The Unknown Citizen
In "The Unknown Citizen," Auden is implying that people are statistics and easily conformed to the normality of society. Throughout the poem, Auden portrays the character as being an all around normal citizen and "one against whom there was no official complaint." In lines 4 and 5, the speaker describes the character as a "saint" and "for in everything he did he served the Greater Community." He served in war, never got fired from his job, popular with his mates, and "normal in every way." Auden develops the theme by describing the character's life through the research of different bureaus, researchers, and psychology workers. Each one of these descriptions point to the same idea that the character is a normal and obedient citizen. In line 10, the Union reports showed that he "paid his dues" and "it was sound." The "researchers in Public Opinion are content that he held the proper opinions for he time the time of year; when there was peace, he was for peace; when there was war, he went." By using all these description from state bureaus and agencies, the author suggests to the reader the manner on which the character was looked upon by society and how he conformed to it. Also, by focusing on the descriptions of the character's life, the readers become more aware of their own lives and how their lives compare to his. This makes the poem intriguing and brings a more personal affect towards the reader.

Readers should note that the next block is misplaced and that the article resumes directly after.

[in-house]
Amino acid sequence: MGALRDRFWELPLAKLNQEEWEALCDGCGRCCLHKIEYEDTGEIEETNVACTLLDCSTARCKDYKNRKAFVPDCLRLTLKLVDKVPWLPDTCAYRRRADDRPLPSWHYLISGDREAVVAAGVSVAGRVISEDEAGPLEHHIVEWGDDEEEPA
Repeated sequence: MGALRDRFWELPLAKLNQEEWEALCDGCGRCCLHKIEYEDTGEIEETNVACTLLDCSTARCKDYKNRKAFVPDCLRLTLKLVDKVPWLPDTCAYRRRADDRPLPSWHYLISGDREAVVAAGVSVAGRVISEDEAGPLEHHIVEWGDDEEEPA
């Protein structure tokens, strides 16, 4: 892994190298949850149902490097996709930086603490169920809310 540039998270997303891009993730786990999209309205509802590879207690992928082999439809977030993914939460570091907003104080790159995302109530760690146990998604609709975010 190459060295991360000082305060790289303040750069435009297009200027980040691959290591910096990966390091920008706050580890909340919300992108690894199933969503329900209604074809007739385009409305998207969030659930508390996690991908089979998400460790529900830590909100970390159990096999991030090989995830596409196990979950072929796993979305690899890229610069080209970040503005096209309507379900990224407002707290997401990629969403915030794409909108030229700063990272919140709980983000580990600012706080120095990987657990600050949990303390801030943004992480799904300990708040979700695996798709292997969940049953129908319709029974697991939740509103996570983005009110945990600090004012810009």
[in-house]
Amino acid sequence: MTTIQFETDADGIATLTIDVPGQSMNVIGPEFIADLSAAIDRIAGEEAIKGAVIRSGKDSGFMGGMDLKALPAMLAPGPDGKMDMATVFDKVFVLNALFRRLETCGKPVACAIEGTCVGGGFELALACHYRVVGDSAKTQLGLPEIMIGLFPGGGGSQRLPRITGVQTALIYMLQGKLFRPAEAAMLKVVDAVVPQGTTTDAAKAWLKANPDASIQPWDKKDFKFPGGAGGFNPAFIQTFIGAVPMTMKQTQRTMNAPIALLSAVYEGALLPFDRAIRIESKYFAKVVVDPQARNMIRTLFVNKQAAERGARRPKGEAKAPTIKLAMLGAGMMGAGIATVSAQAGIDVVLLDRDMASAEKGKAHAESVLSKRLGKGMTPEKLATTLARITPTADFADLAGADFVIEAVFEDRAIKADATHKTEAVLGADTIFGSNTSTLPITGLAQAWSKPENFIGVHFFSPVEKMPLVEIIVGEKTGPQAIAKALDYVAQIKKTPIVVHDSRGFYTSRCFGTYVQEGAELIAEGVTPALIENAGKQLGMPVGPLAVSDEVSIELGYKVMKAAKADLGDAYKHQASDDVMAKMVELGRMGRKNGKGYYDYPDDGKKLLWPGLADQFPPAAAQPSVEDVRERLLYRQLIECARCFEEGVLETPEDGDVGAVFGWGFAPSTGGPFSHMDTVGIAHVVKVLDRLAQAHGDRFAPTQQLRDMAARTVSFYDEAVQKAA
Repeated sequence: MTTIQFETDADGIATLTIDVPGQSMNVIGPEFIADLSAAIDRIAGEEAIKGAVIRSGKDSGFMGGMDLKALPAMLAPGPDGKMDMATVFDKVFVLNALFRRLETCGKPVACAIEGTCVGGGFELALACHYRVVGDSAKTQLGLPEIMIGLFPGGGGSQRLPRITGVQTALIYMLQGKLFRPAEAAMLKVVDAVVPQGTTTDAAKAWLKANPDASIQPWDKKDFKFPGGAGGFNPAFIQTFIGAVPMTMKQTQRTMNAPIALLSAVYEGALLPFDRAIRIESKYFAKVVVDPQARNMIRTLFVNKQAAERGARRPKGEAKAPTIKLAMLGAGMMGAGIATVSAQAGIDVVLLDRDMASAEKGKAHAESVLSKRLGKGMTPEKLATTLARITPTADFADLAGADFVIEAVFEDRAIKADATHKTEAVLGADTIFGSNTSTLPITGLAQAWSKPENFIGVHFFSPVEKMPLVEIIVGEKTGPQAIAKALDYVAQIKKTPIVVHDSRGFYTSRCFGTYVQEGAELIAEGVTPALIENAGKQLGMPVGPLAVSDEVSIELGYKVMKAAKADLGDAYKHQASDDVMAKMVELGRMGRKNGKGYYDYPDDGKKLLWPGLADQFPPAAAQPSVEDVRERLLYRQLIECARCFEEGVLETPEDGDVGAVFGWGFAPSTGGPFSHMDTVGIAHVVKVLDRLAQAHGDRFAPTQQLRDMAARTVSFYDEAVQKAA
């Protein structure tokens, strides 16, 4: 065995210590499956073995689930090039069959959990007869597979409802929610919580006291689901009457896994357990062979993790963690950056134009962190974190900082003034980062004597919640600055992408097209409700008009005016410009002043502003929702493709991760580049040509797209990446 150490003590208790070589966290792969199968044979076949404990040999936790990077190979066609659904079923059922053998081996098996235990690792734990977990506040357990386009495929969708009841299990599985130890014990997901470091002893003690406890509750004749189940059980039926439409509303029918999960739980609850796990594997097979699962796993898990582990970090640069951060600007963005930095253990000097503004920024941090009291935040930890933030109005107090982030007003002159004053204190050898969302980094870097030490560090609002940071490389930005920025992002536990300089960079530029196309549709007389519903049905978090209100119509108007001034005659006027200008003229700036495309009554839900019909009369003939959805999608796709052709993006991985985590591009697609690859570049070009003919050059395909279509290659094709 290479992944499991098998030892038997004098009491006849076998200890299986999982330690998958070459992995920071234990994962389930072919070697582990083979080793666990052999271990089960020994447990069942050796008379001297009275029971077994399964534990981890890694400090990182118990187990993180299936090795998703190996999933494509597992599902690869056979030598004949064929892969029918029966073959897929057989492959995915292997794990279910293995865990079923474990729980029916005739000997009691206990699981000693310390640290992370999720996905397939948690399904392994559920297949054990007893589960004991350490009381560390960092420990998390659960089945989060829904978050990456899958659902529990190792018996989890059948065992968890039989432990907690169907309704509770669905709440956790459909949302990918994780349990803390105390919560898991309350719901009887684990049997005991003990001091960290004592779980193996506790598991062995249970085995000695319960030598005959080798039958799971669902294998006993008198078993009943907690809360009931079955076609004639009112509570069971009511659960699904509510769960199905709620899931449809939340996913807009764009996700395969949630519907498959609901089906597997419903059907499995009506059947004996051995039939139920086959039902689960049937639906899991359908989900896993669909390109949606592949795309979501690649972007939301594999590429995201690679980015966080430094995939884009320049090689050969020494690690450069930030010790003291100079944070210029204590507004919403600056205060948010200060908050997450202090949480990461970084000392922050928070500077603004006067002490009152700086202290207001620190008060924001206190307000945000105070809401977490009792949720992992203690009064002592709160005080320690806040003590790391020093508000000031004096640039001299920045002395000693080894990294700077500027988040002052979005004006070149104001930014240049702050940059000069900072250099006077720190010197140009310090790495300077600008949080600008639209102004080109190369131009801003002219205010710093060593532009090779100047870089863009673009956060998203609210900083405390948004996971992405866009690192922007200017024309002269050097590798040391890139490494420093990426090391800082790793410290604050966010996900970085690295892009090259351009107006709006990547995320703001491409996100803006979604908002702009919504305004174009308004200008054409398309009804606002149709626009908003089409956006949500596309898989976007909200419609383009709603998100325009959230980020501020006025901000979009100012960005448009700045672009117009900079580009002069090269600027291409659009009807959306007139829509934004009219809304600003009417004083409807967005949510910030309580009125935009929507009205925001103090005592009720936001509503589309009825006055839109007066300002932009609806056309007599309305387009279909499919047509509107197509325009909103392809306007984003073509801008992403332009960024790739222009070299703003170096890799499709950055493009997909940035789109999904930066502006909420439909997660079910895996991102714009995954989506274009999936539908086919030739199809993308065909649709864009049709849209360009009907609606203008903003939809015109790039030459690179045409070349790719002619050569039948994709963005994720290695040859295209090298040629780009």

One literary device the author uses is symbolism. This poem was written in 1940. During this time period the common occupation was a factory worker. In line 8, "Fudge Motors Inc" is the factory that the character works for. Also, in line 26, the character had "a phonograph, a radio, a car and a frigidaire." These were all the things "necessary to the modern man." Auden uses these cultural symbols to accentuate the main idea of the poem. He wants the reader to realize the commonality of the character's lifestyle.
Another device that Auden uses is alliteration. In line 29, the speaker said "that he held the proper...